Joe's Burgers Restaurant in McLean smells like the hamburger joints I grew up with in Georgia. The offerings may be gourmet -- Kobe beef, ostrich and venison -- but the smell of cooking grease is straight out of another era.
Back before preformed meat patties were loaded onto a conveyor belt for grilling, the short order cook was the master of the burger. He watched over hand-formed patties as flames licked up through the open grid of a gas burner to char the burger, releasing a delectable aroma.
The old-fashioned, made-to-order way is what I found at three-month-old Joe's on Old Dominion Drive. And these burgers taste good the old-fashioned way, too.
Joe's is just a tiny place, 19 places to sit including three bright red bar stools. One person, manager Cristian Bravo, works the room, taking orders, serving drinks, delivering the heaping platters. The dining room is so small that it is more like an eat-in kitchen. It's the same space that spawned the Corner Bistro, now relocated a few doors away in this strip of businesses. Joseph Alonso is the man behind the restaurant's name; he also owns Corner Bistro and the nearby Le Mistral.
Joe's menu includes more than a dozen burgers, a chicken sandwich, chicken wings, a couple of veggie options, french fries and onion rings. It's perfect, and a great way to reacquaint yourself with a hamburger as slow food.
All the meat is delivered fresh to Joe's, and the eight-ounce patties are hand-formed at the restaurant. Onions that are caramelized to top a couple of varieties are hand-cut and sauteed on a burner beside the grill. Every burger is accompanied by a good slice of tomato, leaves of butter lettuce, a slice of raw onion and occasionally a couple of thick dill pickle slices. The fries that spill over the plate are frozen, but they are cooked to a crispness that puts those drive-through places to shame. The fries actually taste like potatoes.
Chicken wings and onion rings are the only starters. Opt for the rings, crisp-cooked perfect circles arranged around a dipping sauce. The rings start out frozen, but you'd be hard-pressed to know that when you are eating them.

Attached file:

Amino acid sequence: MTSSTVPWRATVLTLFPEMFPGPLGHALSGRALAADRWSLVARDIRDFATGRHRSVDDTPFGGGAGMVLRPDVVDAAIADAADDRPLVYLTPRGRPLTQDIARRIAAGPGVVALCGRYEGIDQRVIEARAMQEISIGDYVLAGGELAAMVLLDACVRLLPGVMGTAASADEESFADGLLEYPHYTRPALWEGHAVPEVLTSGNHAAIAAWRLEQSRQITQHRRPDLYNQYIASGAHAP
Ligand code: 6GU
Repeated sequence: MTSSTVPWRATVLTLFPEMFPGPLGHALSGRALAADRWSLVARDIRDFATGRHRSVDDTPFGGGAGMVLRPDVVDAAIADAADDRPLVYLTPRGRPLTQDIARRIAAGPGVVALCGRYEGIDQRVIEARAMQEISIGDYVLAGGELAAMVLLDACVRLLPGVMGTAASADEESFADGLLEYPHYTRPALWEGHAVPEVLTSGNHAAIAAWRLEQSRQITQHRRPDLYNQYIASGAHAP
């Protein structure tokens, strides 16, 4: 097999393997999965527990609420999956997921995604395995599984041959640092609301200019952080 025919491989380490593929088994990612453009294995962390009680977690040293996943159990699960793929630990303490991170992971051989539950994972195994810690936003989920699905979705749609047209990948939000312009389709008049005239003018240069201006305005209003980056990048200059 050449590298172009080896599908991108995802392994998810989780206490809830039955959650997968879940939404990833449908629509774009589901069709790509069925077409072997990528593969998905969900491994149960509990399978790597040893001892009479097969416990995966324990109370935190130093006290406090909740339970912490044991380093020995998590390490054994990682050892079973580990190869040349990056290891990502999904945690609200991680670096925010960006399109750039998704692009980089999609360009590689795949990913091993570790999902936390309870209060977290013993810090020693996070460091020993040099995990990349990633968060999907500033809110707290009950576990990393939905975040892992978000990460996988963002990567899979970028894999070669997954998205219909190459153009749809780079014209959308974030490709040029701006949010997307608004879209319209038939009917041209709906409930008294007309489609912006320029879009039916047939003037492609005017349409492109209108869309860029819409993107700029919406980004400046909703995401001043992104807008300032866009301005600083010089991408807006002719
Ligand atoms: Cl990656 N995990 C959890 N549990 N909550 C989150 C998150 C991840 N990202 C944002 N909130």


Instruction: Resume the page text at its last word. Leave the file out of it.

All of the burgers are two-fisted whoppers that almost scream "adults only." Unless you have strapping teenage boys, youngsters aren't likely to finish these beauties. (The children I saw eating at Joe's rarely finished more than half of a burger.)
A few specialty burgers mostly include unusual toppings: Gorgonzola cheese, pesto and pancetta for Tino's Italian Burger and pepper jack cheese and guacamole for the South of the Border burger. The Joe's Burger matches beef with Spanish Manchego cheese and pieces of grilled chorizo. But mostly the differences are in the meat.
The basic burger is just that, ordinary hamburger. But there are also an organic beef burger, a Black Angus burger, two variations of Kobe beef burgers, a buffalo burger and an ostrich burger.
The basic burger is very good, but the Black Angus burger has a richer, meatier taste. The venison burger has a grainier texture, doubtless because of its lean nature. It also has a strong, gamey taste, matched by Gruyere cheese and mellowed by pancetta (Italian bacon), mushrooms and caramelized onions.
My surprising favorite -- and, according to manager Bravo, the overall customer favorite -- is the Kobe beef burger. I say surprising for me because I have tried Kobe burgers at other restaurants and found them to be mostly flavorless, flabby brown patties.
At Joe's, I can sense the velvet texture of the meat and the richness of the added fat. Cooked just shy of medium, it's juicy, with a distinctive charred, smoky flavor, courtesy of the fire from the grill. It's a very good burger and a taste I can't duplicate at home.
But there are limitations to Joe's. Service can be slow, most of the burgers tend to be slightly overcooked and although there is a choice of drinks, it is limited. Don't think you can get in and out in a few minutes, either. If you are in a hurry, call ahead and order, give them about 20 minutes and your food will be ready when you arrive.
Joe's represents a different time. Slow down and smell the grease.
--Nancy Lewis (Oct. 25, 2007)